Authentic (adjective): of undisputed origin; real; genuine
Leader (noun): head; chief; boss; superior
You might or can be an authentic leader. I bet you didn’t know that. It’s not a new concept as it was first brought up as a leadership form in the 1960s. However, many claim that it can be traced back to ancient times.
About two decades ago, Bill George and his colleagues decided to give it further study. The result is a book, Authentic Leadership that defined a new kind of leader.
What is it then? It’s a leadership style that requires heads of organizations to be true to themselves and act accordingly in a real and genuine manner. Authentic leadership is an alternative approach to types that focus on profit. More organizations are promoting it, although it’s still an evolving concept that has yet to reach maturity.
The characteristics of authentic leaders
- They are self-aware.
They know themselves and regularly take stock of their strengths, beliefs, and principles. Authentic leaders understand what they value and what they live for. They acknowledge their weaknesses and shortcomings. Likewise, they are aware of how others perceive them.
Authentic leaders are introspective. They look back at their successes and failures to learn from these. Their experiences define who they are and remind them that struggles are part of their journey.
- They are emotionally intelligent.
Unsurprisingly, they also possess a high EQ. According to this, authentic leadership and emotional intelligence overlap. When faced with challenges, they remain composed. They do not let anger, frustration, or fear take hold of them. They also practice empathy.
- They are transparent.
They are themselves at work. There’s no persona or public image on display. Expect them to be honest. In the same manner, they expect the same from their colleagues or subordinates.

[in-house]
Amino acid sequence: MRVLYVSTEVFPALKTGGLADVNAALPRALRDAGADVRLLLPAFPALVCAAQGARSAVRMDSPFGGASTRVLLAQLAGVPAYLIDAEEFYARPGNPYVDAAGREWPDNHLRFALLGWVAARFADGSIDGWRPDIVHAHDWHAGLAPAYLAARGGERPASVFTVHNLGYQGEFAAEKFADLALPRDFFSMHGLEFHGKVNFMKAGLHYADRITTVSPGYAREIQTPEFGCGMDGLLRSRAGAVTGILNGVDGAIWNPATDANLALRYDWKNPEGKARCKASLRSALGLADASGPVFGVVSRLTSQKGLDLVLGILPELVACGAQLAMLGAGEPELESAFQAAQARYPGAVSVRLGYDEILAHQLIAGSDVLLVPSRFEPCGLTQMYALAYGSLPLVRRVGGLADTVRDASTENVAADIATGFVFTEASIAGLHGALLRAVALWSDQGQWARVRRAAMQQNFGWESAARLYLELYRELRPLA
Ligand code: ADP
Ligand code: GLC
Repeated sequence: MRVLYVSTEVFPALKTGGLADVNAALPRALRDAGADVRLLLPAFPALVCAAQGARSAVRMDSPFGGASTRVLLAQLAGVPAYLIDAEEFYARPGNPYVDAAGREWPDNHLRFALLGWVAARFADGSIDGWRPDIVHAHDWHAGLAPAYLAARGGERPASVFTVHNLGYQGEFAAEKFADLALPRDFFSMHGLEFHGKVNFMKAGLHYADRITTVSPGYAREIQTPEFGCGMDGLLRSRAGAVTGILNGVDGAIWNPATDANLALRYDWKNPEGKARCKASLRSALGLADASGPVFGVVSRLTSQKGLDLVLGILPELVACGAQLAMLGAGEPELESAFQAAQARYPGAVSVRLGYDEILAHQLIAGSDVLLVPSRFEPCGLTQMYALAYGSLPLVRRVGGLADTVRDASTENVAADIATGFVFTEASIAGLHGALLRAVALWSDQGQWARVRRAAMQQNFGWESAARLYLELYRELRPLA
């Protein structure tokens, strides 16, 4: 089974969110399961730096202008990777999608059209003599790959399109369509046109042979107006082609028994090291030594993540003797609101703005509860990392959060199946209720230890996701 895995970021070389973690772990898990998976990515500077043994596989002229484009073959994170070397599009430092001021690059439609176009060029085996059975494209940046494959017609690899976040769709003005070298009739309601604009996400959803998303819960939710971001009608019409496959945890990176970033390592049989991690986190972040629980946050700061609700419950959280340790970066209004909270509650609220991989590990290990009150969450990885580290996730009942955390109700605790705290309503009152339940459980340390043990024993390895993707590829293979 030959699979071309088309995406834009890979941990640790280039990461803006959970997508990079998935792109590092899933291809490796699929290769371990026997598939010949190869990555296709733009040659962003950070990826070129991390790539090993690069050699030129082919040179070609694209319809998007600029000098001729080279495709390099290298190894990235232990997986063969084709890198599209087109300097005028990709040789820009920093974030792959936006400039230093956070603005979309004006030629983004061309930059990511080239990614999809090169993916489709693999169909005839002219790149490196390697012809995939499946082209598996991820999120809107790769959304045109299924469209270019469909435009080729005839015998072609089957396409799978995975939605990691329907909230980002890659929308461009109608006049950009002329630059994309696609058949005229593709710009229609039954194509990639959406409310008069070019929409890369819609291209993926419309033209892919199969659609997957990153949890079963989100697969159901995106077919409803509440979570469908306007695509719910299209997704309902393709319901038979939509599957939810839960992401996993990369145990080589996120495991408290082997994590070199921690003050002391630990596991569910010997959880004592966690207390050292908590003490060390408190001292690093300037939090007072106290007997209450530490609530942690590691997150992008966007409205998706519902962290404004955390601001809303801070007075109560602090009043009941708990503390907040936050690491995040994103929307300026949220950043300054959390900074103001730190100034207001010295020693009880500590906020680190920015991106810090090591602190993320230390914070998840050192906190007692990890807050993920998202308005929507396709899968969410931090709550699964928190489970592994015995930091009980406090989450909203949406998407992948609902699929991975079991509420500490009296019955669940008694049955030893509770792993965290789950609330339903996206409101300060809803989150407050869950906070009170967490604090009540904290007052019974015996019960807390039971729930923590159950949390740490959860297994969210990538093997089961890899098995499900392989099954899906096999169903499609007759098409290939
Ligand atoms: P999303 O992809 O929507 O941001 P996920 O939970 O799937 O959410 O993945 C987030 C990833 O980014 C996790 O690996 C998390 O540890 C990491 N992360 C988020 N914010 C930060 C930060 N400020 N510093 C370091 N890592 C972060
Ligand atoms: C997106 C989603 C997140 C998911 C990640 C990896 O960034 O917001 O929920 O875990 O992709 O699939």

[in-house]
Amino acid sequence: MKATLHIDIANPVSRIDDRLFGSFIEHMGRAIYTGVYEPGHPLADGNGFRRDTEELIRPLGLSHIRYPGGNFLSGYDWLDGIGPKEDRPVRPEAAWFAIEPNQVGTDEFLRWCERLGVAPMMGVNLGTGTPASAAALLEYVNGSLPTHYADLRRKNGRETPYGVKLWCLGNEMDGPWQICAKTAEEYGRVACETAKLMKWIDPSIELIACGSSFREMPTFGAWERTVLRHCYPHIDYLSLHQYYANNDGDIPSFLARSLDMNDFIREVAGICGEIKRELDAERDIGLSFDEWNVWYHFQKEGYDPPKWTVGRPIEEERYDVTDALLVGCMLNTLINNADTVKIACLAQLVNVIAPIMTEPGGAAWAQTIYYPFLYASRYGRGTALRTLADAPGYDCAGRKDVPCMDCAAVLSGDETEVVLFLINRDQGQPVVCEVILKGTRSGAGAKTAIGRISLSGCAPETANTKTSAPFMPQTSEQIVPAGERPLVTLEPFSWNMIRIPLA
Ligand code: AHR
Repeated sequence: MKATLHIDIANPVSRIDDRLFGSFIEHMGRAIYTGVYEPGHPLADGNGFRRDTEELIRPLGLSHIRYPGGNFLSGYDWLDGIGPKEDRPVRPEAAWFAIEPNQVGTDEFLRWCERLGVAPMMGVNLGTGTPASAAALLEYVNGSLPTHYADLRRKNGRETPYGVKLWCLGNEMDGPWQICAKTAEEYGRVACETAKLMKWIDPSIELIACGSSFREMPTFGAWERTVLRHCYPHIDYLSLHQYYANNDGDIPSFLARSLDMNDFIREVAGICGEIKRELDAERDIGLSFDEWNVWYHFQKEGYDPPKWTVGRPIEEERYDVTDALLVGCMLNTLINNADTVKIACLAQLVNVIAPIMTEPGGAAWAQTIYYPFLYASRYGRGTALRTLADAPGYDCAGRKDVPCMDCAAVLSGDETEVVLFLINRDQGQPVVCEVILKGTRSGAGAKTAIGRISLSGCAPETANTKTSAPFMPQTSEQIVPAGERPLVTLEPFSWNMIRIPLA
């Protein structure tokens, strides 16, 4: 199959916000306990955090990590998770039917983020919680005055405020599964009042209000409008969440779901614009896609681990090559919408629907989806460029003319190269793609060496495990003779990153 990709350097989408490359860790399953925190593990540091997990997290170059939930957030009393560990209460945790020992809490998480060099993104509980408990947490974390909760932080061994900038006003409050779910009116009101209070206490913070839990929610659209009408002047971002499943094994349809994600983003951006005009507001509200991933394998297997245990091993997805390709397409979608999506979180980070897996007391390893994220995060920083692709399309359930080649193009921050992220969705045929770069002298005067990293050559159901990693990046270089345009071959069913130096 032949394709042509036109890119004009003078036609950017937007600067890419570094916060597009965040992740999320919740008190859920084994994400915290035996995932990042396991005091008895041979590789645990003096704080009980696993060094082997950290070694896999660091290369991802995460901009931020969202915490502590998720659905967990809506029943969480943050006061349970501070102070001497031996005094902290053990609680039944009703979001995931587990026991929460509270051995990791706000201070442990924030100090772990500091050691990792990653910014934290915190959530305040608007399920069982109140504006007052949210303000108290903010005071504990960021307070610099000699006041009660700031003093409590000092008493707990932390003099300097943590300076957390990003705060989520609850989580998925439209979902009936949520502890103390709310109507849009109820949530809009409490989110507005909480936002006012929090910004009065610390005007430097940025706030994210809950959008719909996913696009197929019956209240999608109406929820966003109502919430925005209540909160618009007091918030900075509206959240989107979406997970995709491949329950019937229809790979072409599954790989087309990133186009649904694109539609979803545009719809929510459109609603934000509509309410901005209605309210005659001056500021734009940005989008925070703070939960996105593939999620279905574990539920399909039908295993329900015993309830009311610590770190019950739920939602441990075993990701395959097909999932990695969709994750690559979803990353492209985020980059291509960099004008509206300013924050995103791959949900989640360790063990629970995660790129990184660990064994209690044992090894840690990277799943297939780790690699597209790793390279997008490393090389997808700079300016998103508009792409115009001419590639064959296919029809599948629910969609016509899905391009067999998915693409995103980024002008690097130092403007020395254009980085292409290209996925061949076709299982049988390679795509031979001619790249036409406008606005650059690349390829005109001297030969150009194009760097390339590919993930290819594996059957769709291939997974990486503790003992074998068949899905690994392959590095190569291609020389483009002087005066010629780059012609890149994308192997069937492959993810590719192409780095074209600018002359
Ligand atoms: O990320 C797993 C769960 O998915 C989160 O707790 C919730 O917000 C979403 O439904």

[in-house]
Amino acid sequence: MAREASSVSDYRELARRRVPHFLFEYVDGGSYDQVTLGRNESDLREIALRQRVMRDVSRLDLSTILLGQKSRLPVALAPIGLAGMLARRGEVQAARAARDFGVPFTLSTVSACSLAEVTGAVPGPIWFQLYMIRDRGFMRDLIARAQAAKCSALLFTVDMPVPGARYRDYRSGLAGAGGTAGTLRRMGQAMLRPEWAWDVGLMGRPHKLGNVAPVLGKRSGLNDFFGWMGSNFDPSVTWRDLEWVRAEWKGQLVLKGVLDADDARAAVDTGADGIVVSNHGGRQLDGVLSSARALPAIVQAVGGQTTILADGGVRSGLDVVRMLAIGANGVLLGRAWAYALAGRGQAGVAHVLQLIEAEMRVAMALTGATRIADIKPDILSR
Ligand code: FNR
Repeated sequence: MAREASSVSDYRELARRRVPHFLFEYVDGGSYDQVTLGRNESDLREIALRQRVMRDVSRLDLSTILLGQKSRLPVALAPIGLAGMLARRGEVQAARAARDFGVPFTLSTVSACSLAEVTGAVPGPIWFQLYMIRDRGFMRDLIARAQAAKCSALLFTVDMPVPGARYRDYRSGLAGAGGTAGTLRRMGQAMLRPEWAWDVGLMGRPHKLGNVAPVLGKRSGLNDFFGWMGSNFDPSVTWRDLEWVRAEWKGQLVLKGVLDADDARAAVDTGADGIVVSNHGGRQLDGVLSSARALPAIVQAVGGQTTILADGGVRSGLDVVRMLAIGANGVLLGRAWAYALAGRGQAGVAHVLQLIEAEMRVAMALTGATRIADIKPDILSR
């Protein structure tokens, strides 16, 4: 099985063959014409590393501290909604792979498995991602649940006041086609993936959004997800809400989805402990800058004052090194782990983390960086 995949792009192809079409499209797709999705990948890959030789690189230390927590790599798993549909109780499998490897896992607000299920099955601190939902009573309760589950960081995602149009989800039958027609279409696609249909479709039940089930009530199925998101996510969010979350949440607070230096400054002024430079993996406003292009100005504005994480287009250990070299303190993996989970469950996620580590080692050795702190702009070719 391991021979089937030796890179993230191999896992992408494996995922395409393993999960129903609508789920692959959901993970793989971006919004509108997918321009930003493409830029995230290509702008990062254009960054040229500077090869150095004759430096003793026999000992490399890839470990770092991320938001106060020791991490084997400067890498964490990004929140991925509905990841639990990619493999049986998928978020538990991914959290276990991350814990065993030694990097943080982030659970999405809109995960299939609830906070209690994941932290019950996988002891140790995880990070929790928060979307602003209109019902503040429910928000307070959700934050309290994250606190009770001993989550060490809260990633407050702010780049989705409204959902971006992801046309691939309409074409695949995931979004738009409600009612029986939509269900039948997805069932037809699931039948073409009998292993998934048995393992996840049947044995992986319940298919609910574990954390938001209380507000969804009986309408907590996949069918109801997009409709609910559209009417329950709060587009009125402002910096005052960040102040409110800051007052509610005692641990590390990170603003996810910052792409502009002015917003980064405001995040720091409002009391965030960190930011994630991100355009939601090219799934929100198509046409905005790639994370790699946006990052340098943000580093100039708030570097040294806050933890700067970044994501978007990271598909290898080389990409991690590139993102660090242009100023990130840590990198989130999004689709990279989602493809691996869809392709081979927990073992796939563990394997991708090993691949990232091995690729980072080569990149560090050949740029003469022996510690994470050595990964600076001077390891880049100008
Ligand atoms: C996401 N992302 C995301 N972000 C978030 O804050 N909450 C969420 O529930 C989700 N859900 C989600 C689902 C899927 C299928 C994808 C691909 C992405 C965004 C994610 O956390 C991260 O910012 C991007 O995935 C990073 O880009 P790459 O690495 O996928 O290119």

Critics of the concept argue that if authenticity requires transparency, why should authentic leaders hide their emotions. If they remain true to themselves, shouldn’t they express anger when they feel it, for instance?
But, Bill George counters by stating that authentic leaders are aware of their words and actions’ possible adverse effects. In such situations, they choose not to show their emotions.
- They are persons with integrity.
They do the right thing, no matter what. Aware that difficult situations demand hard decisions, authentic leaders will not set aside their moral values for the sake of expediency or profit. They are consistent and never flip-flop. They think of others and not of themselves alone.
It’s no surprise employees hold authentic leaders in high esteem. They know they are being led by a principled person who also looks out for them.
- They’re committed to growth.
Authentic leaders pursue growth for their companies, themselves, and their subordinates. They believe that achieving corporate goals should also benefit employees. Profit is not their only concern.
They are guided by their vision and are undeterred by obstacles along the way. They are open to feedback and criticism. How can people grow if they do not take the time to listen and consider others’ opinions? Authentic leaders are emotionally intelligent, so they don’t let their pride get in the way.
The skeptics say that an authentic leader may not be the best fit for many organizations. Leaders would have to adopt a persona when situations require it. There’s still an ongoing study of authentic leadership and its effectiveness in organizations.
However, you are the best judge of what leadership style you should apply in your organization. If you possess the above traits, why not give it a try? If you do, it could turn out to be an excellent decision.